The wind continued to blow steadily east at 25 knots, gusting to 30-35 knots for the entire week. We were stranded inside the harbour. To top it off, Jeff was bit by fire ants while getting water in town and had a severe allergic reaction. As soon as we got to our boat, his body was covered with hives and he was shivering. A big storm was approaching with a long, deep rumble of thunder in the distance. The wind was howling, and even inside the harbour, the waves were building significantly.
Once Jeff took some Benadryl and applied antihistamine cream, his allergic reaction became controllable and he passed out in bed. The night however, turned out to be an adventure. The storm brought winds of over 50 knots and lightning was everywhere. Nobody slept. Our sailboat got perfectly scrubbed clean by the rain.
Over all this time Znakie boy smarted up and became fully boat trained! Huge stress relive for us. A week had passed since we arrived in Cockburn Harbour, but wind predictions continued showing east trade winds too strong for the DR crossing. We called Chris Parker (expert marine weather forecaster for the Bahamas and the Caribbean) for some weather advice. His predictions were very strong east winds indefinitely and he also mentioned that this season May turned out to be what we would normally see in June. This explains why going east seemed extra difficult for us. Our toughest decision yet, was to completely change our sailing path.
As we sat dejected inside our little floating home, it was hard to fathom that only 24 hours of sailing separated us from the DR, but the weather made this last passage impossible. On the cusp of hurricane season, it became evident that this final "weather delay" had closed the door on us getting south to Grenada (out of the hurricane belt) before hurricane season really got going. We were not keen on sailing on through the hurricane zone for the next few months, so if the weather didn't ease within one week, our timeline was closed. Luperon is a great hurricane hole, so we could have waited in the Turks in Caicos for weeks and weeks until a weather window opened to get to the DR but the thought of spending the entire hurricane season in Luperon would mean Dragon's Dance would sit at anchor with no sailing for months to ensure we all stayed safe from hurricanes. Our choice was: ease DD's sails, turn with the wind and keep sailing through the summer, so with wind on our backs, northwest was the new destination.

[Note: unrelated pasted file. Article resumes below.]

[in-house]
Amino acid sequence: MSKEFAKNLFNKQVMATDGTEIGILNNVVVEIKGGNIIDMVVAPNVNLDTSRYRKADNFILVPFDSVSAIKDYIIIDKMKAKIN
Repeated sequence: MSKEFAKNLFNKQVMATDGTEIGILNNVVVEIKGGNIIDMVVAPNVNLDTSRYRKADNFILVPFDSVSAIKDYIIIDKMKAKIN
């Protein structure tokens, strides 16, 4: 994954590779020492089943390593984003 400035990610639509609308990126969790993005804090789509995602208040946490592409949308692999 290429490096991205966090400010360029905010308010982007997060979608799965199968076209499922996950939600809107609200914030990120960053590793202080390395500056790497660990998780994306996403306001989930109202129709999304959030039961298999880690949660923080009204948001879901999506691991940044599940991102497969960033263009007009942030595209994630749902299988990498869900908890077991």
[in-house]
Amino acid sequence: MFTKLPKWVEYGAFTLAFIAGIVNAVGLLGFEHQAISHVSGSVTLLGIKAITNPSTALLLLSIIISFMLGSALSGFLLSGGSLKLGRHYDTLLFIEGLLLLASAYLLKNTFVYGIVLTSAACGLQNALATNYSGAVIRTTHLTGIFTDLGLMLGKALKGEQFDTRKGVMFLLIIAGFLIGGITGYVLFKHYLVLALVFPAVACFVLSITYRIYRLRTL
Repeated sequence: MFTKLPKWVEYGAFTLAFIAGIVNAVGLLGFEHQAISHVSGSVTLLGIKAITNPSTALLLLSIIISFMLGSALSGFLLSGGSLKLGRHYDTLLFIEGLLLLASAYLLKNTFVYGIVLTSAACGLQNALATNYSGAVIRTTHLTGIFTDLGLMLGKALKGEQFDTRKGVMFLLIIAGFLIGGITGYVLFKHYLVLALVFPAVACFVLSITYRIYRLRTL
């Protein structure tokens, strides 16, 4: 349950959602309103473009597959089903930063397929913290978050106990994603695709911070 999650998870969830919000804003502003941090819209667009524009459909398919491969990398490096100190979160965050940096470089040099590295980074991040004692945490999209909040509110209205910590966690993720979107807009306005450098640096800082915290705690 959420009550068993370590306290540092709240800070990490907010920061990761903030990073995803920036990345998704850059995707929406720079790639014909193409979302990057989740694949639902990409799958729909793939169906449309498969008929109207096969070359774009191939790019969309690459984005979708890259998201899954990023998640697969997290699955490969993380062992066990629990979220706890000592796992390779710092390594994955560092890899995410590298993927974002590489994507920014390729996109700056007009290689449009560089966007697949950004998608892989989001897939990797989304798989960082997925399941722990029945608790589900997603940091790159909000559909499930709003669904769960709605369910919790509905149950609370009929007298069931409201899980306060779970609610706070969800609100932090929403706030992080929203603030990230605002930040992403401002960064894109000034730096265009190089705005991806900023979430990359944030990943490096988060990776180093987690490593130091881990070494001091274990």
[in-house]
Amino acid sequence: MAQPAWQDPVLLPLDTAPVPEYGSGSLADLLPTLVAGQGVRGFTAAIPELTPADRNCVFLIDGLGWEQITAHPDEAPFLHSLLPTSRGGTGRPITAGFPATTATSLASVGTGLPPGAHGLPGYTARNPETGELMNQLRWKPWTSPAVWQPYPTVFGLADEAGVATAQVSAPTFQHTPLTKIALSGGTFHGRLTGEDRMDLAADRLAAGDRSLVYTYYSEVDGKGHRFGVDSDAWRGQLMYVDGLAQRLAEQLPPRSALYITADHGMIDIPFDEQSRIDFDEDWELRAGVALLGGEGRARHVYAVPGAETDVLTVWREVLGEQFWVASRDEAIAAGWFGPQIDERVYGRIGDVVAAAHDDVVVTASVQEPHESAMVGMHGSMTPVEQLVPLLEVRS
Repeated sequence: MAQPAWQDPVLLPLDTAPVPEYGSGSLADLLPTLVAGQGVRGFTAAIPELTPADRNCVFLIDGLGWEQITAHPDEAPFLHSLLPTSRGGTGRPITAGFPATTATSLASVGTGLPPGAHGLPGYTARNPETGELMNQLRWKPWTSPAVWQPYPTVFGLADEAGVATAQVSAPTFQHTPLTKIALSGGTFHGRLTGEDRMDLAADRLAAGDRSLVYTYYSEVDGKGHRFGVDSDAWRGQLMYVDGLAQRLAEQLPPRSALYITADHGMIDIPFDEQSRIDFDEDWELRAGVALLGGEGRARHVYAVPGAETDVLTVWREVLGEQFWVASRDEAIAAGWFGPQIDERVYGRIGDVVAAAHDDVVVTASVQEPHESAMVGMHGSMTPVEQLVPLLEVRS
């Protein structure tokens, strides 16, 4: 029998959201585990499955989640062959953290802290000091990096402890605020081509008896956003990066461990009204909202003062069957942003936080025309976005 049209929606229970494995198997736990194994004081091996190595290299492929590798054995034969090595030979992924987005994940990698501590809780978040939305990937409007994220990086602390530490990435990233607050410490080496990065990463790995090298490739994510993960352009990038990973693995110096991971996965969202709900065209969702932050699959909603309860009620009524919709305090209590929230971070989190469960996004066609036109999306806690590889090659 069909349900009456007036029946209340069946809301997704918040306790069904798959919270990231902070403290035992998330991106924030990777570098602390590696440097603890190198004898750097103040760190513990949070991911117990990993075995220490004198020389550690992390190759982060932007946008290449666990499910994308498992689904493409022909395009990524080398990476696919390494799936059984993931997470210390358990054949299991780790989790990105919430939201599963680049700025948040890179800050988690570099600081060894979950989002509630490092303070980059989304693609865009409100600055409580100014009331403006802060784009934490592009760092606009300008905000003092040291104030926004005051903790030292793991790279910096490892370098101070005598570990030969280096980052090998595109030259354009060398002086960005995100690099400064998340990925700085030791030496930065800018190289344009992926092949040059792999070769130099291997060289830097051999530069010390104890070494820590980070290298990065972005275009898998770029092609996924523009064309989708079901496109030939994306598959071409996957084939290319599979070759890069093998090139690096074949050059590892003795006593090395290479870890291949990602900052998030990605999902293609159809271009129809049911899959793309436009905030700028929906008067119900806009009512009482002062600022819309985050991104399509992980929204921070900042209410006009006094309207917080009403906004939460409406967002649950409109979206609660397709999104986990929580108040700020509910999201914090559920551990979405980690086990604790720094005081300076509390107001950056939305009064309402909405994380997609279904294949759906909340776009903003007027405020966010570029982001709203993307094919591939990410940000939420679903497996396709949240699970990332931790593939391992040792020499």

We sat at anchor in South Caicos for what seemed like an eternity and waited for the day with the "calmest" wind (~25 knots). With the following seas and wind we sailed back to Provo. After all this rough time, we decided it was time to treat ourselves, so we stayed at a marina for four nights. It felt luxurious to have long, warm showers, air conditioning inside the boat and an unlimited water supply! It had been over four months since we last had comforts like that.
At the South Side Marina, we met many other cruisers in similar situation to us. Virtually, everyone was waiting to cross to the DR. Some turned around to go back north, others were patiently waiting and accepted the fact that they would spend the hurricane season in the DR without much of a chance of continuing further southeast. We treated ourselves to a dive trip to West Caicos, and felt like vacationers for a day, where everything was done for us and all we had to do was to show up near the dive boat in the morning. The diving ended up being amazing and we saw a large number of reef sharks, some swam very close to us.
The next day, we checked out with customs and immigration, said good bye's to the many great sailors we met and left the marina. A day later, we anchored on the north side of Provo to take advantage of the free dive mooring balls. The first diving from our own sailboat couldn't have been any better...an amazing wall drop-off, with beautiful coral, tons of fish and sharks. In the morning, for the first time we pulled the anchor and sailed away from our anchorage without touching the engine. What was coming ahead is a story for another time, as we sailed away with over 30 knot winds.
Alena, Jeff & Znakie Boy